3. In a series of momentum swings, Edmonton’s target was more timely than Calgary. The big moments have gone to Edmonton.

Implementation Team No. 3

The hardness of the oil was impressive. Clearly Connor is playing on the charts – a level we haven’t seen, completed 200 feet, and there are no shortcuts. Markstrom wasn’t good enough and Smitty outsmarted him from the very first match. Calgary’s D couldn’t manage the Oilers attacking as I thought and (Christopher) Tanev those first three games affected his group.

coach number 2

Who would have thought Edmonton would do this and their top streak would be this far? Sutter tries to put Tkachuk’s line against McDaid’s line. It is a mismatch in size and strength. Keep trying. It’s not right. Edmonton is on its way to launch now. I obviously change my mind (before the series) but Markstrom is not playing well now. I thought Edmonton would win it, maybe in five games but probably in six.

Implementation Team No. 4

Very (surprised). Markstrom was not good. McDavid can win games almost by himself. Such a huge effect. Smith was good enough. I don’t think Calgary did as well as they did in the first round.

Coach No. 3

Simply put, it’s the Flames that have no answer for the Edmonton big boys. Calgary’s top players underperformed. When Calgary averaged occasionally during the year, Markstrom would save them. He will have to be the best player in the rest of the series or it will be over quickly. This is not happening now. Edmonton has found a new level. The Flames try to match but it will take a special performance by more than one player. I thought Calgary would be able to smash Edmonton. So far it has not.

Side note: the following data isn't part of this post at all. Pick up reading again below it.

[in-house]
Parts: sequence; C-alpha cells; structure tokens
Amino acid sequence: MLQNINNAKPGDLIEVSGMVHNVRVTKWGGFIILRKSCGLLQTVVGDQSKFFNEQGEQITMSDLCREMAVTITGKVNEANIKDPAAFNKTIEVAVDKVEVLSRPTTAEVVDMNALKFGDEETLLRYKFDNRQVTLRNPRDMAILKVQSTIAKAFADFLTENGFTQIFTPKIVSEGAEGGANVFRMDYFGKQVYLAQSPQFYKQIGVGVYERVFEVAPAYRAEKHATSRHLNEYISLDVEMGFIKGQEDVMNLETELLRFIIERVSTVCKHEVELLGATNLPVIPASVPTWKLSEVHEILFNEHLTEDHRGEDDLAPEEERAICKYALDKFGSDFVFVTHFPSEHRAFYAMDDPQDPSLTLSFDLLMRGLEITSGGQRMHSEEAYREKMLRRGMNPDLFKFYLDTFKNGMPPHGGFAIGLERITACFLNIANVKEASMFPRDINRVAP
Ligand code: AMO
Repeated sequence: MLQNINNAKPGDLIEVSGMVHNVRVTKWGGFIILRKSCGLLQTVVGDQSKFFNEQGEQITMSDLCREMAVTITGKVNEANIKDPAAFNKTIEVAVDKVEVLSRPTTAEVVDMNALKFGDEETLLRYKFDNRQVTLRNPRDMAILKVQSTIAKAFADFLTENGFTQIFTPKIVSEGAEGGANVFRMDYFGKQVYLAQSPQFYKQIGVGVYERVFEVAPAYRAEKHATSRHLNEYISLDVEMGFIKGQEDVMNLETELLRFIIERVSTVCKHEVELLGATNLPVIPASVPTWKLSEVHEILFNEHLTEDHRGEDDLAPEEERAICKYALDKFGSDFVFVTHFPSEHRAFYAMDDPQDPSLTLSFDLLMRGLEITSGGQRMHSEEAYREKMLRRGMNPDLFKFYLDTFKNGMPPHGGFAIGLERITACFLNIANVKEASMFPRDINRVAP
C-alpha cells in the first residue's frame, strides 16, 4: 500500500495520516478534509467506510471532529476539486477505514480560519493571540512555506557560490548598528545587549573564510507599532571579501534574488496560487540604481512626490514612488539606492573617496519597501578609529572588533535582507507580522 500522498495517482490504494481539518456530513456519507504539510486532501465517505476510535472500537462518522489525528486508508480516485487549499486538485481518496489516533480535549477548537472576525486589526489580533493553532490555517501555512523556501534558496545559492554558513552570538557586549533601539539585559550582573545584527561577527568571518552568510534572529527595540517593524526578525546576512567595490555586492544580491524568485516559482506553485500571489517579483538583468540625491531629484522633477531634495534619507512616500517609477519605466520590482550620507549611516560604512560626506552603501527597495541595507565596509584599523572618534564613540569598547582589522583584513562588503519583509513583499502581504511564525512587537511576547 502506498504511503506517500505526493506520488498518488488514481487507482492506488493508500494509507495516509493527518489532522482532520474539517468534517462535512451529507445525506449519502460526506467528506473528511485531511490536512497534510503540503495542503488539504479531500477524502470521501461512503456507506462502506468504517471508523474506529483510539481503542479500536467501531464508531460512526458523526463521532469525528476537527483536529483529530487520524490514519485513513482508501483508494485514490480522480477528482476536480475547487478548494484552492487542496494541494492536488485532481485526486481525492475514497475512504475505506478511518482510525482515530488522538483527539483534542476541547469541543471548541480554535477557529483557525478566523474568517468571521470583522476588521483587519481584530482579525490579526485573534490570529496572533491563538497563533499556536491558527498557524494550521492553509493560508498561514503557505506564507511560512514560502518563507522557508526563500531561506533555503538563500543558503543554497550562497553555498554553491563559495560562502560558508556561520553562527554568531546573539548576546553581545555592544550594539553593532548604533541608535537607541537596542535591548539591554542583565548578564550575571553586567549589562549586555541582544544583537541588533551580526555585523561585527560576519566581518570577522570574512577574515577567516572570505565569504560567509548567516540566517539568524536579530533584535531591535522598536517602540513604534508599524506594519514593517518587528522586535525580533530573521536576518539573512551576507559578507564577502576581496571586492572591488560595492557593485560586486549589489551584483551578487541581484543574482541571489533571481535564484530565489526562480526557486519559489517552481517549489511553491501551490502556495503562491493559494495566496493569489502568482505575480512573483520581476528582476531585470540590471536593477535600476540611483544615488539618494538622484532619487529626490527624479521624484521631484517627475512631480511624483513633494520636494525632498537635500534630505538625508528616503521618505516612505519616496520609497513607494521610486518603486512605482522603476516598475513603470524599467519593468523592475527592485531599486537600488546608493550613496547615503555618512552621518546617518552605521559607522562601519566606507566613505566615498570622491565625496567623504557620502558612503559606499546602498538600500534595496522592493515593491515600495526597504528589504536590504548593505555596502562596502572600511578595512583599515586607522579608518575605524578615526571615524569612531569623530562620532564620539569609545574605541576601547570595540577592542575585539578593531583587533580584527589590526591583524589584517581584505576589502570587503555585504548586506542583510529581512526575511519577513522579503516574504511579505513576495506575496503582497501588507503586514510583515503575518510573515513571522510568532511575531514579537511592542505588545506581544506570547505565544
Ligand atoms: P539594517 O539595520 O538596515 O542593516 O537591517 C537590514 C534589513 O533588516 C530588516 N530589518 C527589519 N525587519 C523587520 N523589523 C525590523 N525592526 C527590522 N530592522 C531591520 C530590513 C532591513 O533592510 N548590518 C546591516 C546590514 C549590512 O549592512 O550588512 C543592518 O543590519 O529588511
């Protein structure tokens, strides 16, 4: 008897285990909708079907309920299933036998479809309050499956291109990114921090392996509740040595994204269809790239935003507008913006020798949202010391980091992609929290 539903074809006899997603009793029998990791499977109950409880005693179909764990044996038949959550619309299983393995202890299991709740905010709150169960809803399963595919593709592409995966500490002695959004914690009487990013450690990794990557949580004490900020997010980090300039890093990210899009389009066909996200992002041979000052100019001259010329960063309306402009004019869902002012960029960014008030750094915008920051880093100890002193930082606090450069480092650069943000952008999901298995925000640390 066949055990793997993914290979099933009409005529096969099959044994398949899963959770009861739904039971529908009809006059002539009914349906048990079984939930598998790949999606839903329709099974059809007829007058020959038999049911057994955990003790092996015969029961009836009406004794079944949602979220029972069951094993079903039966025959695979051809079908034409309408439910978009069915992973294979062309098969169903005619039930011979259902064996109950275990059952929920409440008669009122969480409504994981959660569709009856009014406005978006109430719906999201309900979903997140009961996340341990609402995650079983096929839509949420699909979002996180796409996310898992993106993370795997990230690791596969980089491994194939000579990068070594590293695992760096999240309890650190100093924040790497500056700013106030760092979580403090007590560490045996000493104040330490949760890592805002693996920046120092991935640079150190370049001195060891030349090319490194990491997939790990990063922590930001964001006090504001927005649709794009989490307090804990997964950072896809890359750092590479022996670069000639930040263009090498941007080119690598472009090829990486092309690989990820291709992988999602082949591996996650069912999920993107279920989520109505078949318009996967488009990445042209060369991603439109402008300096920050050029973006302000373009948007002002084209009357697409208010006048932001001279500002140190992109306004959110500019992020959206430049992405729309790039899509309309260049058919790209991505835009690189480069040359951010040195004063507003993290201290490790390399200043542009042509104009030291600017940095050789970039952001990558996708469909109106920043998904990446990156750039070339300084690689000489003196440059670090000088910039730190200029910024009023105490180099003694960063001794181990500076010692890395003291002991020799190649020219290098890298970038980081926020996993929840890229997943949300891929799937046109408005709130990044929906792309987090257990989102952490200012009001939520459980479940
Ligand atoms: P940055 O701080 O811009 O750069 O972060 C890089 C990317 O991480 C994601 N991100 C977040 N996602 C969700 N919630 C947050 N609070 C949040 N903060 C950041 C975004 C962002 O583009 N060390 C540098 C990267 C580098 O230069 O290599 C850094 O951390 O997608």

exec team number 5

Calgary plays Edmonton’s style, not his. They don’t want to play this kind of game because it shifts the advantage to Edmonton. Markstrom is not doing his part now and was supposed to be the difference maker because he is better than Smith. This is not the case now.

Coach No. 4

Apparently Smith has outdone Markstrom and McDavid’s streak has outdone (Johnny) Gaudreau’s, and by a lot…

Implementation Team No. 6

It’s really a close league (the response to Oilers is surprisingly advanced). McDavid raised the rest of his supporting team to play to a high standard, especially Kane. Confident team.

Coach No. 5

I would say the core of Calgary’s defense is going to be the part that’s been worrying me up to this point and that’s what we’ve noticed in the regular season against them.

Implementation Team No. 7

I’m a little shocked. Only because Flames blew the lead (3-0) in Match 2. This is definitely not Daryl Sutter’s type of team. I was a little shocked about this aspect. MacDavid is an exceptional player, and if not the best player in the world he would be 1A. He took his game to a whole other level. Which is important to me, symbolic and necessary for Edmonton to win. Similar to that, if you go back to the days when Gretzky took the team on his back, Mario Lemieux took his team on his back, and Patrick Kane took the team on his back – to finally eliminate those guys on the hump for each team individually. Now is this going to happen here? Time will tell. It may or may not be this year. But you see MacDavid finally got to a point…and people put so much pressure on him early on they thought he’d go to the Stanley Cup straight away. I mean, these other guys also took five years or so to get there. So it’s hard. But I think it’s coming, whether it’s this year or next. But I liked him a lot and never thought that you might actually like this guy more. Also, money spent on Hyman looks like money well spent. It was great.